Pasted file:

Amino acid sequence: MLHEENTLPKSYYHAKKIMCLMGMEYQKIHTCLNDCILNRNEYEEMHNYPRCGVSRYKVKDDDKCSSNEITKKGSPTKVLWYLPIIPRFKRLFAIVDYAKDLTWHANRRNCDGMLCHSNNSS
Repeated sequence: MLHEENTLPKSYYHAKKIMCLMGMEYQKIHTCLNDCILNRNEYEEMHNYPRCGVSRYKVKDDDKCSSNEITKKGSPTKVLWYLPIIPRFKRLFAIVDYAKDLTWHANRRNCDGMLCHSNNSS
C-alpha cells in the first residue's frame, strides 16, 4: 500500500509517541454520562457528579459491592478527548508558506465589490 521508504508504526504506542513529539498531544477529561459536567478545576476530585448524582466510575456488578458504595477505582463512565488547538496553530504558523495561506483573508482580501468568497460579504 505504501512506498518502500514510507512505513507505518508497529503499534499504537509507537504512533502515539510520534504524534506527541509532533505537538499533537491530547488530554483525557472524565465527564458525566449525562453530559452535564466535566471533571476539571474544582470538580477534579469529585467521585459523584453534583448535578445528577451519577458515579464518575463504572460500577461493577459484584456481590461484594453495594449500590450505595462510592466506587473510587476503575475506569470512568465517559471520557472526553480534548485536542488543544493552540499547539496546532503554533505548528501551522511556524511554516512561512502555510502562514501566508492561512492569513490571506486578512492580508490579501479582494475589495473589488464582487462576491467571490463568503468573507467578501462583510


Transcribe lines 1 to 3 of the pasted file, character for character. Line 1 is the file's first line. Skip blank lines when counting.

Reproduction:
Amino acid sequence: MLHEENTLPKSYYHAKKIMCLMGMEYQKIHTCLNDCILNRNEYEEMHNYPRCGVSRYKVKDDDKCSSNEITKKGSPTKVLWYLPIIPRFKRLFAIVDYAKDLTWHANRRNCDGMLCHSNNSS
Repeated sequence: MLHEENTLPKSYYHAKKIMCLMGMEYQKIHTCLNDCILNRNEYEEMHNYPRCGVSRYKVKDDDKCSSNEITKKGSPTKVLWYLPIIPRFKRLFAIVDYAKDLTWHANRRNCDGMLCHSNNSS
C-alpha cells in the first residue's frame, strides 16, 4: 500500500509517541454520562457528579459491592478527548508558506465589490 521508504508504526504506542513529539498531544477529561459536567478545576476530585448524582466510575456488578458504595477505582463512565488547538496553530504558523495561506483573508482580501468568497460579504 505504501512506498518502500514510507512505513507505518508497529503499534499504537509507537504512533502515539510520534504524534506527541509532533505537538499533537491530547488530554483525557472524565465527564458525566449525562453530559452535564466535566471533571476539571474544582470538580477534579469529585467521585459523584453534583448535578445528577451519577458515579464518575463504572460500577461493577459484584456481590461484594453495594449500590450505595462510592466506587473510587476503575475506569470512568465517559471520557472526553480534548485536542488543544493552540499547539496546532503554533505548528501551522511556524511554516512561512502555510502562514501566508492561512492569513490571506486578512492580508490579501479582494475589495473589488464582487462576491467571490463568503468573507467578501462583510